4.     The effects of having an “E4” variant of ApoE depend on a person’s ethnic background. Among people of European ancestry, having one or 2 “E4” variants of ApoE is associated with increased chance to develop Alzheimer’s disease in his lifetime. However, it is not a certainty that a person with an “E4” variant will get sick.

5.     The "E4" variant is common. About 20% of people with European ancestry have one “E4” variant of ApoE. About 3% of people with European ancestry have 2 “E4” variants.

6.     People with African American ancestry are more likely than people with European ancestry to have an “E4” variant of ApoE. By comparison, people with Mexican American ancestry are less likely to have an “E4” variant. However, African Americans and Mexican Americans have a greater chance to develop Alzheimer’s disease than people of European ancestry, regardless of which ApoE version they have. Other genetic and socioeconomic factors likely play a role in these differences. This highlights our incomplete understanding of the genetics of Alzheimer’s disease among people with non-European ancestry.

7.     A person who has no “E4” variants of ApoE may still be at risk to develop Alzheimer’s disease. In the absence of an “E4” variant, family history of Alzheimer’s disease may be the most helpful tool in determining a person’s chance to develop the condition.

8.     The “E4” variant of ApoE is not the only genetic variant that contributes to Alzheimer’s disease risk. There are numerous other genetic variants involved in increasing a person’s chance to develop the condition. Some of these variants are known by researchers and clinicians, but many have not yet been discovered. 23andMe’s genetic test looks at none of the other Alzheimer’s disease risk variants.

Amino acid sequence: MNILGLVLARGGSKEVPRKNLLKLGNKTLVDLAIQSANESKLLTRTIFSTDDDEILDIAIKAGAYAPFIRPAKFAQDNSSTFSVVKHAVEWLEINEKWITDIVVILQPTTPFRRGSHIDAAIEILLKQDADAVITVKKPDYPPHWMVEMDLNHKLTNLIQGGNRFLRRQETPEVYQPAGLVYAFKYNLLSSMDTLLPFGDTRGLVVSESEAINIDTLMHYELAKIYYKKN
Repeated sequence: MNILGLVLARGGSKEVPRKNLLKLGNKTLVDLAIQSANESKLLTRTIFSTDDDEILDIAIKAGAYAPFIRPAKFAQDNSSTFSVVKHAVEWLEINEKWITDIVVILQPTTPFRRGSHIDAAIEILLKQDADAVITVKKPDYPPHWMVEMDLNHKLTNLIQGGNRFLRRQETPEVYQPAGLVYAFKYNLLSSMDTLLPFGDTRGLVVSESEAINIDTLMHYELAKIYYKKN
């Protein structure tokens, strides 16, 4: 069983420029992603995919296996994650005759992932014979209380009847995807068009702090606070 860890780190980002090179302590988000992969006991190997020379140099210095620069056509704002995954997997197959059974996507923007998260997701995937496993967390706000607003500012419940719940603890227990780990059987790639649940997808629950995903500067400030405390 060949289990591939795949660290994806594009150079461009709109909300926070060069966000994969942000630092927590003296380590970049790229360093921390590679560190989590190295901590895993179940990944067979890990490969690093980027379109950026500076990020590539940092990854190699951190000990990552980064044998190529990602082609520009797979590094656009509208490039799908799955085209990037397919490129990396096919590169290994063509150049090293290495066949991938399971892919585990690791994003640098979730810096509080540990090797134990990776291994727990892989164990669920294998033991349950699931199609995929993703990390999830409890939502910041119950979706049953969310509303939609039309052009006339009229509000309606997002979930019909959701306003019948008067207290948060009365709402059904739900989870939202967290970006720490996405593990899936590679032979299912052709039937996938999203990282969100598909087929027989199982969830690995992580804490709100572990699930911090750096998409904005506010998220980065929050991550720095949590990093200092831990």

9.     Whether you have 0, 1, or 2 “E4” variants of ApoE, your doctor’s advice to you is constant. This means that your doctor’s recommendations do not depend on your 23andMe’s genetic test result. A heart healthy diet and regular cardiovascular exercise may reduce a person’s risk to develop Alzheimer’s disease. Be wary of claims of the benefits of dietary supplements and/or brain games. Nothing has been proven to prevent Alzheimer’s disease altogether.

10.  23andMe’s APOE test should not be used to confirm or rule out a diagnosis of Alzheimer’s disease. The condition is diagnosed by a multitude of other non-genetic tests. If you are concerned about symptoms, please consult your doctor.

11.  There is hope for Alzheimer’s disease therapies in the near future. Consider participation in research. Check out

12.  If you have questions or want a tailored risk assessment, contact a genetic counselor or other genetics professional. Check out the “Find a Genetic Counselor” feature on


Written by Jamie Fong, a board certified and licensed genetic counselor. She works with a multidisciplinary team of neurologists and neuropsychologists at the UCSF Memory and Aging Center, where she is involved in both the Center’s clinic and research programs. Jamie holds a Bachelor’s degree in Molecular and Cell Biology from UC Berkeley, and a Master’s degree in Genetic Counseling from Sarah Lawrence College.